Is Google Slowly Inching Into Our Homes?

Google is one of, if not the, most famous internet-related services provider around. It is known for innovation and top level services, earning an international array of loyal users. Yet, it is also known that around 90% of Google’s revenue is driven from advertising.

Over the last few years there have been increasing concerns from loyal Google users on how much information Google has gathered and stored about every aspect of their lives. This Friday, a move was made that will surely add fuel to the fire.

Nest Labs, a home-automation products developer, bought Dropcam, a home-security system startup. Nest Labs is best known for their Internet-connected thermostats and smoke detectors. Dropcam produces small Internet-ready security devices, such as a camera or motion sensors, that allows users to monitor what is going on in their home through a mobile application. Users are also able to project their voice and communicate with people in their homes while they are away through the app.

The apprehension however, lies in the fact that Google owns Nest Labs. Google bought Nest Labs back in January for $3.2 Billion. This means that theoretically Google can now not only know the temperature of your home, but see everything you do there as well.

Nest Labs and Dropcam have announced the acquisition on their respective blogs on Friday. The deal is reported to be worth $555 million in cash. So is this really a problem?

In the Dropcam blog post about the acquisition, it is written that, “Aamir and I founded Dropcam in 2009 with a simple mission — to help you know what goes on at home when you aren’t there.” Many users feel more than a little skittish at the thought that Google will now have access to the same video. Trusting the right home surveillance company can be tricky at the best of times, but putting a video of their lives in the hands of Google may feel like too much of an invasion of their privacy.

Nest Labs have explicitly stated that, at least for now, that would not be the case. They published on their blog that, “Like Nest customer data, Dropcam will come under Nest’s privacy policy, which explains that data won’t be shared with anyone (including Google) without a customer’s permission.” Would this permission be overtly asked for by Google or hidden away in the heart of an 18 page licensing agreement? Looking at the current privacy policy, existing users need not worry, as it writes, “Under no circumstance do we share Personally Identifiable Information for any commercial or marketing purpose unrelated to the delivery of Nest Products and services without asking you first. Period…We do not rent or sell our customer lists.” Is this enough to reassure users of their privacy?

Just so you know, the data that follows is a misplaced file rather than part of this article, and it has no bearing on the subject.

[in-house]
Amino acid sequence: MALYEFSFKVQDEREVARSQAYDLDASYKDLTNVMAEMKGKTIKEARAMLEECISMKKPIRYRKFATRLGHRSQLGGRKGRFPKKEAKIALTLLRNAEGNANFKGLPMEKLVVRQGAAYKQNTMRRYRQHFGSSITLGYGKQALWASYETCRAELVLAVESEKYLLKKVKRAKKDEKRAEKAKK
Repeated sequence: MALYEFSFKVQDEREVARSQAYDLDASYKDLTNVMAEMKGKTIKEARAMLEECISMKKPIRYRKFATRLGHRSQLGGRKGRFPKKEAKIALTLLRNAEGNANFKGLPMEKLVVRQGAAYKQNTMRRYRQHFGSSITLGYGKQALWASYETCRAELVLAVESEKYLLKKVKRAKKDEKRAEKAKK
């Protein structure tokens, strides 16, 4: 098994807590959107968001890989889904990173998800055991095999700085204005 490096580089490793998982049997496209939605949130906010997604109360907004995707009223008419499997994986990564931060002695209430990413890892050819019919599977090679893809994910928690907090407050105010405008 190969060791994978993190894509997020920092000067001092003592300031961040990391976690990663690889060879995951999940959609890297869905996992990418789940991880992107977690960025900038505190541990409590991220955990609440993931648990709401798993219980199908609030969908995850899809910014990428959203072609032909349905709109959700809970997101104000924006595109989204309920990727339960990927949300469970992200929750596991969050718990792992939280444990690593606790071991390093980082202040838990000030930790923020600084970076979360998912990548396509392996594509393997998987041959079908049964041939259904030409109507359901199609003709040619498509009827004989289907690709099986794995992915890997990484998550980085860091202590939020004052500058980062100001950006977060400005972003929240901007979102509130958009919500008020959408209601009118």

Re/Code reports that the acquisition was done independent of any involvement from Google.

The question that keeps coming up across the blogosphere is: will people let Dropcam see into their homes when it’s owned by Google? Only time will tell.

Meanwhile, the acquisition is an exciting step for both companies, and they both expressed their enthusiasm to working with a provider that shares their plans and vision. On Nest’s blog it says, “The plan is for us to work together to reinvent products that will help shape the future of the conscious home and bring our shared vision to more and more people around the world. For now though, not much will change. Dropcam products will still be sold online and in stores. And Dropcam customers will still continue to use their Dropcam accounts.”

Nest’s acting vice president of engineering, told Recode, “We both think about the entire user experience from the unboxing on. We both care deeply about helping people stay connected with their homes when they’re not there.”

Prior to the acquisition, Dropcam was already a well funded company, having raised a significant $48 million in venture capital. Investors included Institutional Venture Partners that invested $30 million last year. Other investors include Accel Partners, Kleiner Perkins Caufield & Byers and Menlo Ventures.